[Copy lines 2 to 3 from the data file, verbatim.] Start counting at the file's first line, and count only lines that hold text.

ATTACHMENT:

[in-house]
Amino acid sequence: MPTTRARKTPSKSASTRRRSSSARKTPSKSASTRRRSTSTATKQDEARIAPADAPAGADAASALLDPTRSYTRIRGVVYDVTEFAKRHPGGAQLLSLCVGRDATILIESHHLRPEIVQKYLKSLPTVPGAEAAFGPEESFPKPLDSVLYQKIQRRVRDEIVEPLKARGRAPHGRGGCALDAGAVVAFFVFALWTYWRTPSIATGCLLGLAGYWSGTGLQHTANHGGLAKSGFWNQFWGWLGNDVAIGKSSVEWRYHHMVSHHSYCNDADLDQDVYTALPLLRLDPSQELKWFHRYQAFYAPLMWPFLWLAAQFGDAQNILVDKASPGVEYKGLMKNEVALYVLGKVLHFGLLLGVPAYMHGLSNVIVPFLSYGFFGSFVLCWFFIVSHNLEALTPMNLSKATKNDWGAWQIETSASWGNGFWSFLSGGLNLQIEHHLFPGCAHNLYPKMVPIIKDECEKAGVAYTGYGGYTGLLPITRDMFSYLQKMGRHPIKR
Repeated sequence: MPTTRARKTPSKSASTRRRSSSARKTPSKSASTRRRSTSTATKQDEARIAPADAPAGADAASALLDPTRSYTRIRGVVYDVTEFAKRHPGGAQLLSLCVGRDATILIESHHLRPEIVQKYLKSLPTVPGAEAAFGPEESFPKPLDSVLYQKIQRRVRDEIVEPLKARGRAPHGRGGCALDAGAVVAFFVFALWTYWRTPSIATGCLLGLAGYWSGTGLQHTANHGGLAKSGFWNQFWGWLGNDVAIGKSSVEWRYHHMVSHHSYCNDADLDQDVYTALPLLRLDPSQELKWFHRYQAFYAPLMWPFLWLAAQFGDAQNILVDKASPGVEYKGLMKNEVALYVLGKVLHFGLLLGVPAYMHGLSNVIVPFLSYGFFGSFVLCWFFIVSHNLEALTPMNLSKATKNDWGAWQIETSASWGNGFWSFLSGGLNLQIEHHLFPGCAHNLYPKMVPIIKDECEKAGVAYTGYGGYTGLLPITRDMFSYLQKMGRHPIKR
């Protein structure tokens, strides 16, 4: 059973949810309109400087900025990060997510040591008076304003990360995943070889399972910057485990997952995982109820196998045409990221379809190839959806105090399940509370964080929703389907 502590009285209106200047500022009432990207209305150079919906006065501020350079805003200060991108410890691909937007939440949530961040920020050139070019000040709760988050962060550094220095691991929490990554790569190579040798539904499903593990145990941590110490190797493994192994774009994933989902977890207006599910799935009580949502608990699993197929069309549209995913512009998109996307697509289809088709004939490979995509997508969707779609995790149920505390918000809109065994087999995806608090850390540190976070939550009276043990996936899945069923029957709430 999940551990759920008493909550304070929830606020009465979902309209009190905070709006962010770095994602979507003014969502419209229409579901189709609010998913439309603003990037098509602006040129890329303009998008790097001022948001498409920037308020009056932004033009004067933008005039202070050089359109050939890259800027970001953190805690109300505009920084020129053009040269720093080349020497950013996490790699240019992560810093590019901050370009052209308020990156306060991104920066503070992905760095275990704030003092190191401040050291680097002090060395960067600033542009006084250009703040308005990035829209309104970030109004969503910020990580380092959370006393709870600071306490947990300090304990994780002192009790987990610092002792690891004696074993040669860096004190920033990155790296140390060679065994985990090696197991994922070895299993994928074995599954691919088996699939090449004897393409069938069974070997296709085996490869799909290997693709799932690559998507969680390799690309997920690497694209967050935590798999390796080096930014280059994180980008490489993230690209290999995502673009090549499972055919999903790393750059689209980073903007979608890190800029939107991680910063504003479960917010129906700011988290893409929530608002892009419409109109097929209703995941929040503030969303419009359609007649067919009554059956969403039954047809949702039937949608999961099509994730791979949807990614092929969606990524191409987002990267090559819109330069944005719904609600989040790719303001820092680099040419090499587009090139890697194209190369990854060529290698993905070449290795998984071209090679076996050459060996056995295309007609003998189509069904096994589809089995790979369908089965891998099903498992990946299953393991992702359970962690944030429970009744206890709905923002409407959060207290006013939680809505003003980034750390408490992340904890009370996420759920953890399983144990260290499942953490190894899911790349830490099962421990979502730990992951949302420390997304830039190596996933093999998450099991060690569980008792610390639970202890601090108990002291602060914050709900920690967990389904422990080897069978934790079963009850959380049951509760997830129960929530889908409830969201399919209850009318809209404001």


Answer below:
Amino acid sequence: MPTTRARKTPSKSASTRRRSSSARKTPSKSASTRRRSTSTATKQDEARIAPADAPAGADAASALLDPTRSYTRIRGVVYDVTEFAKRHPGGAQLLSLCVGRDATILIESHHLRPEIVQKYLKSLPTVPGAEAAFGPEESFPKPLDSVLYQKIQRRVRDEIVEPLKARGRAPHGRGGCALDAGAVVAFFVFALWTYWRTPSIATGCLLGLAGYWSGTGLQHTANHGGLAKSGFWNQFWGWLGNDVAIGKSSVEWRYHHMVSHHSYCNDADLDQDVYTALPLLRLDPSQELKWFHRYQAFYAPLMWPFLWLAAQFGDAQNILVDKASPGVEYKGLMKNEVALYVLGKVLHFGLLLGVPAYMHGLSNVIVPFLSYGFFGSFVLCWFFIVSHNLEALTPMNLSKATKNDWGAWQIETSASWGNGFWSFLSGGLNLQIEHHLFPGCAHNLYPKMVPIIKDECEKAGVAYTGYGGYTGLLPITRDMFSYLQKMGRHPIKR
Repeated sequence: MPTTRARKTPSKSASTRRRSSSARKTPSKSASTRRRSTSTATKQDEARIAPADAPAGADAASALLDPTRSYTRIRGVVYDVTEFAKRHPGGAQLLSLCVGRDATILIESHHLRPEIVQKYLKSLPTVPGAEAAFGPEESFPKPLDSVLYQKIQRRVRDEIVEPLKARGRAPHGRGGCALDAGAVVAFFVFALWTYWRTPSIATGCLLGLAGYWSGTGLQHTANHGGLAKSGFWNQFWGWLGNDVAIGKSSVEWRYHHMVSHHSYCNDADLDQDVYTALPLLRLDPSQELKWFHRYQAFYAPLMWPFLWLAAQFGDAQNILVDKASPGVEYKGLMKNEVALYVLGKVLHFGLLLGVPAYMHGLSNVIVPFLSYGFFGSFVLCWFFIVSHNLEALTPMNLSKATKNDWGAWQIETSASWGNGFWSFLSGGLNLQIEHHLFPGCAHNLYPKMVPIIKDECEKAGVAYTGYGGYTGLLPITRDMFSYLQKMGRHPIKR